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Simon Yates accepts four-month ban and apologises

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Orica-GreenEdge's Simon Yates finishes fifth

Orica-GreenEdge's Simon Yates finishes fifth (Image credit: Tim de Waele/
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Orica's Simon Yates on the stage 6 podium.

Orica's Simon Yates on the stage 6 podium. (Image credit: Tim de Waele/
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Tour of Britain stage 6 winner Simon Yates (Great Britain) makes his way to the podium

Tour of Britain stage 6 winner Simon Yates (Great Britain) makes his way to the podium (Image credit: Rob Lampard)
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Simon Yates (Orica-GreenEdge)

Simon Yates (Orica-GreenEdge) (Image credit: Bettini Photo)

Simon Yates (Orica-GreenEdge) has accepted his four-month ban after testing positive for terbutaline and apologized for casting cycling in a 'negative light.'

Yates tested positive for the substance at Paris-Nice in March. He was prescribed medication for his long-term asthma but the drug – on WADA's banned list – was not declared in a therapeutic use exemption by the Orica-GreenEdge team. Terms of WADA's strict liability were applied and despite the team taking responsibility Yates was handed a four-month suspension. As a result he will miss the Tour de France this July but return to racing at the Tour of Poland later this summer.

"I would like to apologise to my colleagues for once again casting our sport in a negative light. I am very embarrassed and ashamed of this whole situation but I am determined to move forward thus will not be making any further comment publicly about the case," Yates said in a statement released on his behalf.

"The last few months have been very long and extremely painful, not only for me but for my family and friends. I received a notification from the UCI in mid-April that they had discovered the prohibited substance terbutaline in my control test sample from Paris-Nice. Unbeknown to me, this substance was in the medication prescribed to treat my asthma during the race, asthma being a condition I was diagnosed with as a child and have suffered with since then.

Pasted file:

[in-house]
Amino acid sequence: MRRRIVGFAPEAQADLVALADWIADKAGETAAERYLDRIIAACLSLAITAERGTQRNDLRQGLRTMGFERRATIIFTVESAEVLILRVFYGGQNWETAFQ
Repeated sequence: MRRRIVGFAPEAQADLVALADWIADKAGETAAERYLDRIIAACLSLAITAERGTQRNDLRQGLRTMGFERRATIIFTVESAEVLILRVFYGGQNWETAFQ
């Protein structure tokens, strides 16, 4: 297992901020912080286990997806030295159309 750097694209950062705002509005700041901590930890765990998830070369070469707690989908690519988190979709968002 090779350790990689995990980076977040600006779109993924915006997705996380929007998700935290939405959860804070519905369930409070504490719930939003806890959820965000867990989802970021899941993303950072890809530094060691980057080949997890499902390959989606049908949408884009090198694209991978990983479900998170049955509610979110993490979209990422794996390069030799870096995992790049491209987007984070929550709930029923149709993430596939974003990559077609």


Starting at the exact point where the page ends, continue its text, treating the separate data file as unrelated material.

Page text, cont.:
"Therefore I regrettably have to accept the punishment issued by the UCI. Even though I was not aware of taking any banned substance at the time of the test or until I was notified of the adverse analytical finding, ultimately the responsibility is on the athlete to know exactly what they are taking and what they are putting into their body."

Yates and Orica had hoped for both a shorter sanction and for the matter to be resolved in a speedy fashion. His team had included him in their provisional line-up for the Critérium du Dauphié but he was moved from the line-up even though the UCI had stated that he could race while the case was on-going.

Yates stated that the error from his team was an honest one.

"I have dedicated the last thirteen years of my life to the sport of cycling. I have worked incredibly hard in this period and am proud of all my success to date.

"Unfortunately as a result of an honest mistake of my team doctor, whom I trusted wholeheartedly, there will now be a doubt cast over my name, my previous results and any future glories."

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Daniel Benson

 Daniel Benson is the Editor in Chief at both and Based in the UK, he has worked within cycling for almost 15 years, and he joined the Cyclingnews team in 2008 as the site's first UK-based Managing Editor. In that time, he has reported on over a dozen editions of the Tour de France, several World Championships, the Tour Down Under, Spring Classics, and the London 2012 Olympic Games. With the help of the excellent editorial team, he runs the coverage on Cyclingnews and has interviewed leading figures in the sport including UCI Presidents and Tour de France winners.